Esta pesquisa teve por finalidade analisar os mecanismos através dos quais filmes de animação podem ser vistos pelo espectador a partir de uma leitura documental e como a animação pode ser utilizada como estratégia discursiva em filmes documentários. Para tanto, delimitou-se como objeto de análise filmes classificados, tanto por seus realizadores como por instituições relacionadas ao campo do cinema, como "documentário animado" e utilizou-se a abordagem Semiopragmática do filme para analisar esse tipo de produção com base no conceito de "modo de leitura documentarizante" proposta pelo teórico Roger Odin. O corpus fílmico para esta análise foi composto pelos seguintes filmes: Silence (Sylvie Bringas e Orly Yadin, Inglaterra, 1998); A is for Autism (Tim Webb, Inglaterra, 1992); Animated Minds (Andy Glynne, Inglaterra, 2003 e 2008); Revolving Door (Alexandra e David Beesley, Austrália, 2006); Dossiê Rê Bordosa (Cesar Cabral, Brasil, 2008); O Divino, De Repente (Fábio Yamaji, Brasil, 2009). A análise desses filmes, em particular, e de outros documentários de animação permitiu visualizar que a leitura de um documentário articula operações e processos de produção de sentido e afetos concernentes tanto ao campo do cinema documentário quanto do cinema de animação. Em documentários animados...
It is a basic concept in Taoism that "personal infinity" can be achieved by visualizing the process where human bodies unify with the Universe through Taoism study and practice. This project, Unit is an animated adaptation of drawings created by my mother, Mrs. Hanjinying, who is writing and painting for a textbook on Taoism. It is a visualized journey of a Taoism experience featuring two characters who are different manifestations of the same self that unite and connect to nature and the Universe through their spiritual development. The animation is four minutes in length. The imagery consists of 2D based characters composited with surreal environments and effects. The characters were hand drawn and colored digitally. The elements in the environment, such as smoke and bubbles, were generated as 3D elements using After Effects. The prerecorded music soundtrack was edited in Soundbooth. My creative intent was to visualize a concept based on existing arts and documents and animate it without narration. The production process progressively emphasized idea refinement and simplification. The challenge was to create an atmosphere of a Taoist space. Finally, Unit was created to honor my Mother with a revision of her interpretation on life...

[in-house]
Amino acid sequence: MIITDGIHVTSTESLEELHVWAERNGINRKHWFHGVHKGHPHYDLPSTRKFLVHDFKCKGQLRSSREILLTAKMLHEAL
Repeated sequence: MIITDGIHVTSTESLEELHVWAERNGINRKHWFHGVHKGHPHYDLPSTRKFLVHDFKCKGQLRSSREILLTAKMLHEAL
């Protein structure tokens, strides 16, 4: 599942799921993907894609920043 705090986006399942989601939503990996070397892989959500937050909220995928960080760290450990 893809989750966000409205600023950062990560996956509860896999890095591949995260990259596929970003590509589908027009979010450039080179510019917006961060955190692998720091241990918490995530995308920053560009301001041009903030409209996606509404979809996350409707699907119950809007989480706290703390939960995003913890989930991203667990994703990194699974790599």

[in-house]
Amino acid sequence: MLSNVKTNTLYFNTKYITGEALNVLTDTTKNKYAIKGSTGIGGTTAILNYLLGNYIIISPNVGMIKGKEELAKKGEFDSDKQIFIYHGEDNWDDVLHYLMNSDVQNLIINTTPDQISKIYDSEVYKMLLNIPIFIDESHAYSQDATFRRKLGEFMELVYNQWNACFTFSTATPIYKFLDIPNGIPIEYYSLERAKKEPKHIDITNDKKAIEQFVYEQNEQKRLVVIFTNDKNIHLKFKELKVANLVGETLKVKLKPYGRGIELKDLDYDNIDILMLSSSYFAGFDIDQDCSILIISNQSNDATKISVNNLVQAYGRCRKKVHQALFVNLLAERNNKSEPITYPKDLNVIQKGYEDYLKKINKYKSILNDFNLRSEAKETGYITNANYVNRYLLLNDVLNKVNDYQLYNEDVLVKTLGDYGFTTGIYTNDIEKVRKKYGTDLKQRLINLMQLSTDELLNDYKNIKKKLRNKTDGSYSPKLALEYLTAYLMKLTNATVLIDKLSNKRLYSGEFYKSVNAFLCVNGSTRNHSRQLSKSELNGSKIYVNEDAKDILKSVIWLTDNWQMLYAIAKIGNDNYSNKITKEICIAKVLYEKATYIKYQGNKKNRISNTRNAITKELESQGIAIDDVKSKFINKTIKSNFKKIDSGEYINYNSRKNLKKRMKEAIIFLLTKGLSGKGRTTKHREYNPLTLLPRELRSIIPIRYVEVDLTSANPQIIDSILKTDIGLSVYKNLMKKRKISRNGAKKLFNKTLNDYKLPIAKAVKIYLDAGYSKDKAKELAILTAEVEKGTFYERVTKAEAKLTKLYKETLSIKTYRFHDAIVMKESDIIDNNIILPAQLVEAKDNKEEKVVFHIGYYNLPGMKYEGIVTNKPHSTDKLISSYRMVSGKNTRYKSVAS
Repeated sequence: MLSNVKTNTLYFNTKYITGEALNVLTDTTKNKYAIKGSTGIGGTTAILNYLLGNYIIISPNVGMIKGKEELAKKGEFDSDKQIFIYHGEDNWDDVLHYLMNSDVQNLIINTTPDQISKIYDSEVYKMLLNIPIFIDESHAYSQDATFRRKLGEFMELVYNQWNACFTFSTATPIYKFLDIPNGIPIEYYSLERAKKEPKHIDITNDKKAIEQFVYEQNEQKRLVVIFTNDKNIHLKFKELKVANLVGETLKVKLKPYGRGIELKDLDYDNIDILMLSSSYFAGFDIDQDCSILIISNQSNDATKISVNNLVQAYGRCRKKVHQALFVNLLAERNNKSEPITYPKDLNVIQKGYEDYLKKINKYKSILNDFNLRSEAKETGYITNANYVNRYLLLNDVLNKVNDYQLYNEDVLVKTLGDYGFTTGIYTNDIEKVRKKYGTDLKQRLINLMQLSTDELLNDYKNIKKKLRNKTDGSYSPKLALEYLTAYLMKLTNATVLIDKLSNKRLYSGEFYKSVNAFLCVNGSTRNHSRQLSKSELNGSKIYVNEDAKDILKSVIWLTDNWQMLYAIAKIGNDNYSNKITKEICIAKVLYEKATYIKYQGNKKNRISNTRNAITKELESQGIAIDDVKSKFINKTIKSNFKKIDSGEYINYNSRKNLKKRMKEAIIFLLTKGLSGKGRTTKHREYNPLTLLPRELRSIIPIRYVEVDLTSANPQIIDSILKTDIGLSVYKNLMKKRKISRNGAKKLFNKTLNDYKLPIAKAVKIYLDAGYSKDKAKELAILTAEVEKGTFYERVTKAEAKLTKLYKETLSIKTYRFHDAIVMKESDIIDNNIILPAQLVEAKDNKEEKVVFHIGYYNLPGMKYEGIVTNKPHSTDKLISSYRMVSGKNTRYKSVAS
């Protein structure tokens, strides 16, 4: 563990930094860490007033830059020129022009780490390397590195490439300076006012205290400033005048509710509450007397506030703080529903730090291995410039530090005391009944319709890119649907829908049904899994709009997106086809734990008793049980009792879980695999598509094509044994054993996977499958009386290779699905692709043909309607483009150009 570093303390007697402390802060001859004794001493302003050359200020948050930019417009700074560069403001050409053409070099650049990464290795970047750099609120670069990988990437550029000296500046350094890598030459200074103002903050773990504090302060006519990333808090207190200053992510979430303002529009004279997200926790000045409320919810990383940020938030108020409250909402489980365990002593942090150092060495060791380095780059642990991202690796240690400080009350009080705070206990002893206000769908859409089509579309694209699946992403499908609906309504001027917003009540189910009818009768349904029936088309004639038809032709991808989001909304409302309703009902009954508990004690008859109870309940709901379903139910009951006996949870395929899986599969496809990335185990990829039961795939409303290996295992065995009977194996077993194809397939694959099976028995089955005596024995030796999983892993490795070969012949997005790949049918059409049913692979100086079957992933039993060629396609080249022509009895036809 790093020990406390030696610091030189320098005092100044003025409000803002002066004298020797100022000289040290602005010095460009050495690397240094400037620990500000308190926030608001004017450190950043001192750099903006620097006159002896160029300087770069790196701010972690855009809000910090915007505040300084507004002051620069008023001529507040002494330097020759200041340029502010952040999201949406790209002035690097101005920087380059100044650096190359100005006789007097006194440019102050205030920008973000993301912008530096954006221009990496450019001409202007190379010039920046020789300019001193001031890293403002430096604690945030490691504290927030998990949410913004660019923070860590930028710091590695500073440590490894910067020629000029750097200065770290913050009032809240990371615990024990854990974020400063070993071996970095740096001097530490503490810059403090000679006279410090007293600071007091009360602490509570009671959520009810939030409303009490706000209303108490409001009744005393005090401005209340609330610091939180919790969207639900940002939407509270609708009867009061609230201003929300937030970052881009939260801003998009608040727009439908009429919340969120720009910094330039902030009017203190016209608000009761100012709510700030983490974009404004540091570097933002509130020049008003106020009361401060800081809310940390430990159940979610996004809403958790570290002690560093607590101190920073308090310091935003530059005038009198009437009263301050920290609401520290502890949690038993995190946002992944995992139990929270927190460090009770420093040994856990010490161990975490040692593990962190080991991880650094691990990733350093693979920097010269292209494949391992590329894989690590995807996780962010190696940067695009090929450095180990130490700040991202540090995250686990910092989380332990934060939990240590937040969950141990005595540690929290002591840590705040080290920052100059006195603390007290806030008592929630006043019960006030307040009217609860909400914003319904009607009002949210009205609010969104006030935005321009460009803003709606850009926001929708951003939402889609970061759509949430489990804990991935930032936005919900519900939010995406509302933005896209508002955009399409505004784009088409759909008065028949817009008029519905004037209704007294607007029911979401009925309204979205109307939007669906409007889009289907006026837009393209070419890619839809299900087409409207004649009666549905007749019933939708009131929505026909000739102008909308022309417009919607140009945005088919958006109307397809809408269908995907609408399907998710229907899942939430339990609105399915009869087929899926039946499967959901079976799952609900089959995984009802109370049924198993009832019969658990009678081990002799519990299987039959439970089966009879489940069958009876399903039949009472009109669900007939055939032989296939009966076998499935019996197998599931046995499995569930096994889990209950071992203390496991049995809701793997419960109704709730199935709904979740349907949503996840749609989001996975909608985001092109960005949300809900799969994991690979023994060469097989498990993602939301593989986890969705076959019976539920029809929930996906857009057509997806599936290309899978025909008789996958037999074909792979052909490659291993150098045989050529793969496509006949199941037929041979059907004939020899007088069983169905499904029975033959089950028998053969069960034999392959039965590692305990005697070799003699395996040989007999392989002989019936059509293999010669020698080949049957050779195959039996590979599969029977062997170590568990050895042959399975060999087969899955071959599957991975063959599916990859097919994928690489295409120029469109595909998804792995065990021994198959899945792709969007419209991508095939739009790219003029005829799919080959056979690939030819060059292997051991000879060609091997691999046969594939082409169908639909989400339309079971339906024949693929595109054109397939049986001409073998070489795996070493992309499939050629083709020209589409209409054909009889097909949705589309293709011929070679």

In the deeps of an old mountain, the forest has long lost its vitality. A brave young boy geared with his sword and a mystery bag, sets out on a journey to solve the mystery about the forest and save this dying world. "Burning Bright" is a six minutes 3D animation short mixing with hand-drawn flair. The total production time is about one year and three months. The following thesis report describes the technical and artistic process of making the film.
SKIRR is an animated graduate thesis that showcases 6 different environments and the life within them. It focuses on the beauty of life and art, and the creation of both. This film is comprised of 3D, 2D, and stop motion animation. It was produced digitally using various video, audio and animation software.
The following paper outlines the development and production of this film. I address concept, style and influences, goals, production process and overall experience. To further illustrate the creative process, supplementary materials are included.
"Dream"is a graduate thesis 3D animation, telling a surrealistic story about a man who tries to escape from a sand ocean and pursue his dream oasis. In this 3 minute 47 second story, the main character shows people, the way to pursue his dream, how to control his desires, resist temptation, conquer himself, drift with the tide, and finally persist in his dream to get away from the ocean.